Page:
The gym/auditorium was a shit show but it was intact enough that I could tell it was a really cool addition. The wood floor was a warped mess (due to the giant hole in the roof) but the bead board around the stage area was still there and I just thought it was a shame to see it ruined. The Google Street View images are from June of 2008 but they’re total garbage so you can’t see much. Please note that the addresses are all jacked on Prairie Street so you can’t even pay attention to them. The satellite image below is also out of date.

I’ve looked all over for the photos I took that day but they must have been stored on an old PC that died ages ago. It would have been really interesting to compare the photos from that day to these that I took in January of this year. The goats seemed to be enjoying themselves!

Note: I did not trespass to get these pics. All were taken from outside the fenced area.

Here’s a bonus gallery of the old grade school, which now houses the City of Ford offices, City Council meetings, etc. The City’s Facebook Page has a few interior photos as well. Residents were also able to reserve the cafeteria and gymnasium/auditorium for family reunions and other events but I’m not sure if that is still the case. When I lived there, the City Library was still open but it closed at least four years ago.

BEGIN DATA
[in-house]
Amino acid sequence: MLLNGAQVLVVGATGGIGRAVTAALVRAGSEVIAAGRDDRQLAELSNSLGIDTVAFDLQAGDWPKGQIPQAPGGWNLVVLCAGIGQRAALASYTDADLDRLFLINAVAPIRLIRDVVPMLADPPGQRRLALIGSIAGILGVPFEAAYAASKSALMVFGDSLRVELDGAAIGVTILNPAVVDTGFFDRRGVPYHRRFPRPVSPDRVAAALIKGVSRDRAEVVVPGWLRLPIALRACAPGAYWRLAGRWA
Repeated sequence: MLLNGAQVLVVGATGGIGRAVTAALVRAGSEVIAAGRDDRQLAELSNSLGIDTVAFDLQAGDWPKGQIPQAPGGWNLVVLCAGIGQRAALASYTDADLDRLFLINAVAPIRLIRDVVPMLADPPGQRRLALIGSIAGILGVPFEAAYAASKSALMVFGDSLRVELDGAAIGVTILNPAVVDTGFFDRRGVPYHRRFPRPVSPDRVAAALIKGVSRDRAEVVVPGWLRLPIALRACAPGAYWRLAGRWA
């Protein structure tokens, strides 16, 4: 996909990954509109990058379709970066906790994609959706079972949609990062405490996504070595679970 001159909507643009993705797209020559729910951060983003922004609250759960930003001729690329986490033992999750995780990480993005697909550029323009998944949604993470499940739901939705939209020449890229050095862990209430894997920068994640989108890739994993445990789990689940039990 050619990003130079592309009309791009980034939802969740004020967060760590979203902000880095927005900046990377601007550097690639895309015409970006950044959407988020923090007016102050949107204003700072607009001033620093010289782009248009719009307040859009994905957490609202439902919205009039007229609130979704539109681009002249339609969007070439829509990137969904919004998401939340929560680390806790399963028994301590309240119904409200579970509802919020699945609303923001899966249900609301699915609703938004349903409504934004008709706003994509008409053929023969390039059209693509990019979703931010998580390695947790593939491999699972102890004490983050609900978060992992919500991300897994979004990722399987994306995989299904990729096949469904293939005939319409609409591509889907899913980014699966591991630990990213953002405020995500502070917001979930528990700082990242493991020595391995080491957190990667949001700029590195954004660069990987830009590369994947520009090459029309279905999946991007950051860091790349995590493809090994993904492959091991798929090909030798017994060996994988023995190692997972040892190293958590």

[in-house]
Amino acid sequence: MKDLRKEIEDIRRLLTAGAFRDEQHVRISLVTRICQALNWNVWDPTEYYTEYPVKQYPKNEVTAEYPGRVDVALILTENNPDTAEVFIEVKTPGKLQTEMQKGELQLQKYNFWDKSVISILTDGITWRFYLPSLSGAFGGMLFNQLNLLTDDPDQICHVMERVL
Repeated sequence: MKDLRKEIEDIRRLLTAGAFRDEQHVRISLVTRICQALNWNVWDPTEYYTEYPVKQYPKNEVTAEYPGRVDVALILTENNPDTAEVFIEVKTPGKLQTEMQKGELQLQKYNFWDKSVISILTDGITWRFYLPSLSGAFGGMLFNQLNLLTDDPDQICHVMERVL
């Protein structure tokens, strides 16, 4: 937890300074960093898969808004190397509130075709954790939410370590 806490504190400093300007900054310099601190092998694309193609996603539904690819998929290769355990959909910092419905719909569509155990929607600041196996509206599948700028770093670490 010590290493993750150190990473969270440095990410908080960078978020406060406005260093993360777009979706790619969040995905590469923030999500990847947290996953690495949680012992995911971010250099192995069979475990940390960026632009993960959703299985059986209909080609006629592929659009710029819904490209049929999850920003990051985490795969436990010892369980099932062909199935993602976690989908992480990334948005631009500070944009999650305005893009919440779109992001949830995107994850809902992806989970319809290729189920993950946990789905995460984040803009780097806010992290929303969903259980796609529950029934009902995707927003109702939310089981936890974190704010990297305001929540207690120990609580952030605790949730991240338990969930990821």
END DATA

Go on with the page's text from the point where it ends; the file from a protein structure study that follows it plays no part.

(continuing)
I’m not sure what it is about the Ford school buildings that I find so compelling. The grade school interior isn’t even attractive! But I don’t want either building to be destroyed. They represent a time when the community still looked forward to growth and prosperity. When I look at what we have in front of us now as a country…and western civilization in general, all I see is doom and decay. On that happy note, the digital nomad life continues!

If you like what you see, be sure to subscribe (way at the bottom of the post on mobile devices) to receive an email each time a new post is published and share on social media. You can also buy me a cup of coffee using the donation form. Thanks for reading!